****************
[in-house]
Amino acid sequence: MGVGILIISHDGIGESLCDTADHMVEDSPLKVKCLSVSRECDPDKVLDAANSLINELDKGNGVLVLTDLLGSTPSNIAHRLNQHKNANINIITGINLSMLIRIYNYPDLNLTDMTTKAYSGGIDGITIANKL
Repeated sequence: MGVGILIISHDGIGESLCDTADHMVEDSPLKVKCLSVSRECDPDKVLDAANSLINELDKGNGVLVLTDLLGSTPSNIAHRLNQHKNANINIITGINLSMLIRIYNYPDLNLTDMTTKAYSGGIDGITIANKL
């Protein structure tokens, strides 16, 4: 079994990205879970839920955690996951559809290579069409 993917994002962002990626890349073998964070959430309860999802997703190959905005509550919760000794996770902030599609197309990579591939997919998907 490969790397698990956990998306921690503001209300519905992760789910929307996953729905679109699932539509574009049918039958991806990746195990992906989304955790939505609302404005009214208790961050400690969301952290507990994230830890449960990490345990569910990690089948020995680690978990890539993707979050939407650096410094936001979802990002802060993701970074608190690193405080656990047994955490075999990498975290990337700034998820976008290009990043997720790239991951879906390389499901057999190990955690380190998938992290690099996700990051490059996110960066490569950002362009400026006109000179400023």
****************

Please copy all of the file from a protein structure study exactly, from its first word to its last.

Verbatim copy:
[in-house]
Amino acid sequence: MGVGILIISHDGIGESLCDTADHMVEDSPLKVKCLSVSRECDPDKVLDAANSLINELDKGNGVLVLTDLLGSTPSNIAHRLNQHKNANINIITGINLSMLIRIYNYPDLNLTDMTTKAYSGGIDGITIANKL
Repeated sequence: MGVGILIISHDGIGESLCDTADHMVEDSPLKVKCLSVSRECDPDKVLDAANSLINELDKGNGVLVLTDLLGSTPSNIAHRLNQHKNANINIITGINLSMLIRIYNYPDLNLTDMTTKAYSGGIDGITIANKL
């Protein structure tokens, strides 16, 4: 079994990205879970839920955690996951559809290579069409 993917994002962002990626890349073998964070959430309860999802997703190959905005509550919760000794996770902030599609197309990579591939997919998907 490969790397698990956990998306921690503001209300519905992760789910929307996953729905679109699932539509574009049918039958991806990746195990992906989304955790939505609302404005009214208790961050400690969301952290507990994230830890449960990490345990569910990690089948020995680690978990890539993707979050939407650096410094936001979802990002802060993701970074608190690193405080656990047994955490075999990498975290990337700034998820976008290009990043997720790239991951879906390389499901057999190990955690380190998938992290690099996700990051490059996110960066490569950002362009400026006109000179400023």